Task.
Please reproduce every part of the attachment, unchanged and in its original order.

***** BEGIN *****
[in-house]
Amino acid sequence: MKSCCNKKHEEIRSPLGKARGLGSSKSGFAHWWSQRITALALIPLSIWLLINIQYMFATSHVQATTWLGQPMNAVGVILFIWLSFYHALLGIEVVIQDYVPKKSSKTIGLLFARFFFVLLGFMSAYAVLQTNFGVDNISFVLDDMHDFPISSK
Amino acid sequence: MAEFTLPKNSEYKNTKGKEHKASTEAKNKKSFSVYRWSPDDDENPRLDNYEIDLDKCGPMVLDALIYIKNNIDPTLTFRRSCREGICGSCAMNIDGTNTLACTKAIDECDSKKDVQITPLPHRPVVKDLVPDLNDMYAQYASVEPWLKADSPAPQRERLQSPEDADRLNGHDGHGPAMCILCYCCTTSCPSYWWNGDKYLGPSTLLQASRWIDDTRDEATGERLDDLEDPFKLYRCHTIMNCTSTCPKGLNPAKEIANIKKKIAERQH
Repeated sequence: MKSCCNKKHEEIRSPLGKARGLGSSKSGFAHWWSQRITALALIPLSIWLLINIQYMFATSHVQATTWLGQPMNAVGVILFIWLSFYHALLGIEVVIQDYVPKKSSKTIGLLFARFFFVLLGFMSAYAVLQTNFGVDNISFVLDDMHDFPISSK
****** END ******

[in-house]
Amino acid sequence: MKSCCNKKHEEIRSPLGKARGLGSSKSGFAHWWSQRITALALIPLSIWLLINIQYMFATSHVQATTWLGQPMNAVGVILFIWLSFYHALLGIEVVIQDYVPKKSSKTIGLLFARFFFVLLGFMSAYAVLQTNFGVDNISFVLDDMHDFPISSK
Amino acid sequence: MAEFTLPKNSEYKNTKGKEHKASTEAKNKKSFSVYRWSPDDDENPRLDNYEIDLDKCGPMVLDALIYIKNNIDPTLTFRRSCREGICGSCAMNIDGTNTLACTKAIDECDSKKDVQITPLPHRPVVKDLVPDLNDMYAQYASVEPWLKADSPAPQRERLQSPEDADRLNGHDGHGPAMCILCYCCTTSCPSYWWNGDKYLGPSTLLQASRWIDDTRDEATGERLDDLEDPFKLYRCHTIMNCTSTCPKGLNPAKEIANIKKKIAERQH
Repeated sequence: MKSCCNKKHEEIRSPLGKARGLGSSKSGFAHWWSQRITALALIPLSIWLLINIQYMFATSHVQATTWLGQPMNAVGVILFIWLSFYHALLGIEVVIQDYVPKKSSKTIGLLFARFFFVLLGFMSAYAVLQTNFGVDNISFVLDDMHDFPISSK